Building with Nature
Wetlands International is committed to reducing the knowledge gaps on mangrove functions and values. Our aim is to maximise the utilisation of ecosystem-based solutions for coastal defense.
Mangrove forests are at the front line of natural defense systems which is of great significance to disaster risk reduction. As a terrestrial natural defense system, mangroves are capable of sheltering coasts from a range of possible hazards coming from the sea, such as tidal waves, hurricane, storms, and even tsunami.
This knowledge is yet inaccessible and underrated. To date, coastal defense strategies are mainly based on infrastructure-based solutions which are costly to build, require high maintenance costs and only provide restricted protection against extreme and unpredictable events. There is an urgent need for in-depth researches and pilot activities to the contribution of mangrove- based coastal defense strategies.
We are committed to reducing the knowledge gaps on mangrove functions and values. We aim to maximise the utilisation of ecosystem-based solutions for coastal defense. Together with partner organisations from the engineering sector, we are currently exploring innovative coastal defense solutions that combine nature and infrastructure. This integrated approach is called hybrid-engineering. In Indonesia, for example, we are exploring how erosion can be halted by establishing mangrove belts in grids of small permeable bunds made of branches and bamboes. When implemented jointly, these measures allow for maximum capture of sediment, while minimising the eroding forces. Another example of hybrid-engineering is the salt marsh works; as part of this approach, salt marshes are constructed along sea dikes to mitigate the power of incoming waves before they reach the dyke.
This represents a fundamentally different way of working. Rather than fighting natural processes through infrastructure, hybrid-engineering enables engineers to work alongside natural processes. In other words, the protective services provided by nature are optimally used and complement those that are provided by infrastructure. Another advantage is that the approach sustains a range of other natural values, such as carbon storage, fisheries provision or opportunities for ecotourism. This renders the approach more sustainable and often more cost-effective than conventional hard-infrastructure approaches. Hybrid engineering approaches are often highly adaptive: by capturing sediment and storing organic matter in the soil, salt marshes and mangroves, for example, are to a certain extent able to ‘grow’ along with the sea and thereby cope with rising sea levels. This flexibility is highly relevant in times where climate change makes it very hard to predict future changes in the occurrence and intensity of coastal hazards.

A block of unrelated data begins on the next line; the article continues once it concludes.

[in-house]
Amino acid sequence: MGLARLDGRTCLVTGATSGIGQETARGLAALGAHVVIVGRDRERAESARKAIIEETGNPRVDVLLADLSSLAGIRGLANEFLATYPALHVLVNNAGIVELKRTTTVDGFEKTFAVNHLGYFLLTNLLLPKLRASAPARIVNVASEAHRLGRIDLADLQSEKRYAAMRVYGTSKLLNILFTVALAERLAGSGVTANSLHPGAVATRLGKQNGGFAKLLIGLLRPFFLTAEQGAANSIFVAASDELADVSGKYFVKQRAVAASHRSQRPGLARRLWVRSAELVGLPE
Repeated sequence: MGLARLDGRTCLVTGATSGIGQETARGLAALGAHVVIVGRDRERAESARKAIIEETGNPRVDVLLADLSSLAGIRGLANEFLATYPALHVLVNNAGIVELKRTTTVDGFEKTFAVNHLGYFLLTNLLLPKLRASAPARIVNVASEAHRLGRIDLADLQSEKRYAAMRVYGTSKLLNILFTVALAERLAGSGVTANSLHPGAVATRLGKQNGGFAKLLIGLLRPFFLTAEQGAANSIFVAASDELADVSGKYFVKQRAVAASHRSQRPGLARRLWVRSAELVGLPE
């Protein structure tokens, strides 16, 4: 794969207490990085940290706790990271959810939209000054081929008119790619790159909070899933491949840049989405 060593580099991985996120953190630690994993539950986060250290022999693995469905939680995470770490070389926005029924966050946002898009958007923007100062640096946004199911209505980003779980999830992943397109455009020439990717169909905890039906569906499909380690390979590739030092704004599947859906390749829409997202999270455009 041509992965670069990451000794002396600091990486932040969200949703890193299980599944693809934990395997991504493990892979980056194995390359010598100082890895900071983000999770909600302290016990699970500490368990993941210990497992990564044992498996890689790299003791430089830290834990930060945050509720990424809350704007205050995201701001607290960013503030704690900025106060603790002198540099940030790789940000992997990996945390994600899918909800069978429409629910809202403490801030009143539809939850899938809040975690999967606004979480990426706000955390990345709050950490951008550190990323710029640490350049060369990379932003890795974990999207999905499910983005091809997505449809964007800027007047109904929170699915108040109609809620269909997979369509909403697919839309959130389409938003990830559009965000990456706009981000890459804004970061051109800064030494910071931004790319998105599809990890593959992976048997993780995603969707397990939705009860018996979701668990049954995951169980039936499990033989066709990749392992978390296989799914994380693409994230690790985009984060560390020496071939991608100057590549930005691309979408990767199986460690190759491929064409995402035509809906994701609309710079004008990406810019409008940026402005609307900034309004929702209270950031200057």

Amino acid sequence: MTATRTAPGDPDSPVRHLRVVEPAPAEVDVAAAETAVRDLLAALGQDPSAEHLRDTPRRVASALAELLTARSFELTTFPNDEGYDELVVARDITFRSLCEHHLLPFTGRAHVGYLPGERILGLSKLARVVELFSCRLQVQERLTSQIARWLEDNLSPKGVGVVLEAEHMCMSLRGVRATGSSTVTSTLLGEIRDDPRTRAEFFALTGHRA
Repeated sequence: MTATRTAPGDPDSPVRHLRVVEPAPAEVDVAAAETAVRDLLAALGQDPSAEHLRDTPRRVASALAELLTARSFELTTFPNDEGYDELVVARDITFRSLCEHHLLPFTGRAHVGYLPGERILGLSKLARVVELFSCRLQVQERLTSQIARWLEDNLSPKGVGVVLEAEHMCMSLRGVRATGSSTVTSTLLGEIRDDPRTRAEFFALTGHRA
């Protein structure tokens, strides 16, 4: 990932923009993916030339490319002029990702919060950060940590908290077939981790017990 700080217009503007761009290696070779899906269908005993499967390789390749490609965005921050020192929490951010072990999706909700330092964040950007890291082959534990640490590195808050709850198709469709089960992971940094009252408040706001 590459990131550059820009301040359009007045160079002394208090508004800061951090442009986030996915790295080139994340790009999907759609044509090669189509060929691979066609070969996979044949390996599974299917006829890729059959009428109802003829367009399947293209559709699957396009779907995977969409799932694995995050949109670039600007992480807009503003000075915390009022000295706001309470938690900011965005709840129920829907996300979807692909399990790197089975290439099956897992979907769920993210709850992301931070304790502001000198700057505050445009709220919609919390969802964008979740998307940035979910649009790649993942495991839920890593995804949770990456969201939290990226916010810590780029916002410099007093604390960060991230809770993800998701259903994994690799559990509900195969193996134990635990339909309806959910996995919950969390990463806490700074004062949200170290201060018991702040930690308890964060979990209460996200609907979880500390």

These methodologies will be tested in the field through key pilot activities.
- The Netherlands-based knowledge institute on water issues, Deltares: development of new approaches for coastal defense through restoration of mangroves and sediment dynamics.
- Wageningen University: studies on the economic values of different land-use scenarios in (former) mangrove areas.
- The global NGO The Nature Conservancy: literature reviews on mangrove services.
- The Indonesian government service BPDAS-PB of the Ministry of Forestry: to coordinate the engagement of government agencies in data gathering, fieldwork and policy dialogues.
- The Indonesian Government Centre for Marine Resource Survey: detailed mapping of mangrove status and distribution in Indonesia.